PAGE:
Hopkins lamented that these patients “may be some of the hitherto hidden carriers that have facilitated the rapid spread of COVID-19” and warned that because they were asymptomatic, “Unfortunately these patients do not meet current criteria for testing or self-isolation.”

The symptoms were also reported in an article entitled, “Anosmia and ageusia are emerging as symptoms in patients with COVID-19: What does the current evidence say?” published April 3 in the ecancermedicalscience internet journal.

The researchers noted, “There have been several reports noting anosmia and ageusia as possible symptoms of COVID-19.”

The symptoms were also reported anecdotally among many patients who contracted the virus in the Brooklyn, New York Jewish neighborhood of Crown Heights.

French Dermatologists Warn of Skin Rash
Another symptom that has emerged as a possible red flag for COVID-19 is the development of an otherwise unexplained skin rash that resembles hives, with persistent redness.

The red swellings look similar to mosquito bites, the kind of welts that are similar to frostbite, as French dermatologists described in a report published last week in Le Figaro.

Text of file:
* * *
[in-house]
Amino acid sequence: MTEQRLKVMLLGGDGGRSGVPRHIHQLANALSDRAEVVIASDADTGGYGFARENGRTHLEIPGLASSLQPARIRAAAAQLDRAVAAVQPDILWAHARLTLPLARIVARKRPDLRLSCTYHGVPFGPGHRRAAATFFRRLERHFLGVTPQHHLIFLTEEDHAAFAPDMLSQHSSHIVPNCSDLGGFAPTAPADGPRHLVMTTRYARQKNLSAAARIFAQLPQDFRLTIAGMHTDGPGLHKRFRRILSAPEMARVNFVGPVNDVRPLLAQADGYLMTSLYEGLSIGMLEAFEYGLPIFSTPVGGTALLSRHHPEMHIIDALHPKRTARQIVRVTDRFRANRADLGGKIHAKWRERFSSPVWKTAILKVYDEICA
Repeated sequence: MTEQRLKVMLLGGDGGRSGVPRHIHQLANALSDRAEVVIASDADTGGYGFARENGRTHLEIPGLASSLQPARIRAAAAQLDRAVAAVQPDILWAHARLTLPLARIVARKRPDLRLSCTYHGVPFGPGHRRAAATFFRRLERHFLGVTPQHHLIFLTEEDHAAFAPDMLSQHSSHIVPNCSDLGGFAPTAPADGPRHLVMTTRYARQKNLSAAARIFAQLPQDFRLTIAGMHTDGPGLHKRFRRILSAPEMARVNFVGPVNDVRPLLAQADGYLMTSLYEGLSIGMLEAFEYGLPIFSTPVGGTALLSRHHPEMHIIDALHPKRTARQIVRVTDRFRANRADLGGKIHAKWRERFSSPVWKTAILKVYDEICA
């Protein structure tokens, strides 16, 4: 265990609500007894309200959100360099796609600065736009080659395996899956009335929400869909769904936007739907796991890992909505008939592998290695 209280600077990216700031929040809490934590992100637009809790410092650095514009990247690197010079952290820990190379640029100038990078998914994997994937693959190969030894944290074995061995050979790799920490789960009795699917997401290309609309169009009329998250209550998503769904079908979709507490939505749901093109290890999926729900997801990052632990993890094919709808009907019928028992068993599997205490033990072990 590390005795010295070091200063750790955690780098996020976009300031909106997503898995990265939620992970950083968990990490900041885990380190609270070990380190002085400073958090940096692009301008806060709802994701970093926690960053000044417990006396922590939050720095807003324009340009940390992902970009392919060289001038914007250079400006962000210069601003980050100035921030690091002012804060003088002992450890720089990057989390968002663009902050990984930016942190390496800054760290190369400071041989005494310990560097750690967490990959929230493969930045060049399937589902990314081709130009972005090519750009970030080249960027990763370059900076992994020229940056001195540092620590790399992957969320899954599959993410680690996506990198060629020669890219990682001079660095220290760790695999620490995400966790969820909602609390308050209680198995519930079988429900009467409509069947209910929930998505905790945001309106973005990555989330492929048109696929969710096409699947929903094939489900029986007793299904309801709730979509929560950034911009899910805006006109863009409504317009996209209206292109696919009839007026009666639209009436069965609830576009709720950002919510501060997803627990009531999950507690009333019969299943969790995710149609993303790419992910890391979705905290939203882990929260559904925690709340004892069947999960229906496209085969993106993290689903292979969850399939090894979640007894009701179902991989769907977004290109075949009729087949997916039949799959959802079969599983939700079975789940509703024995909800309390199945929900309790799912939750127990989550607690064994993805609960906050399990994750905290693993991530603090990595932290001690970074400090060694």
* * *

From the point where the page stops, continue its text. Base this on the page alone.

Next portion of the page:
The National Union of Dermatologists Venereologists (SNDV) said in a release that it organized a “WhatsApp group of more than 400 dermatologists (liberal and hospital-university)” who work in the private sector and/or for the public healthcare system in France, and who highlighted skin lesions” that may or may not be associated with other signs of COVID-19.

“These are acrosyndromes (appearance of pseudo-frostbite of the extremities), sudden appearance of persistent, sometimes painful redness, and lesions of temporary urticarial,” the SNDV details, which it considers “important for patients who have problems of this type to consult a dermatologist,” from a distance or not, as necessary.

“Analysis of the many cases reported to SNDV shows that these manifestations can be associated” with the coronavirus, the dermatologists said.

“We are alerting the public and the medical profession in order to detect these potentially contagious patients as quickly as possible (without necessarily having respiratory signs),” the SNDV release concluded.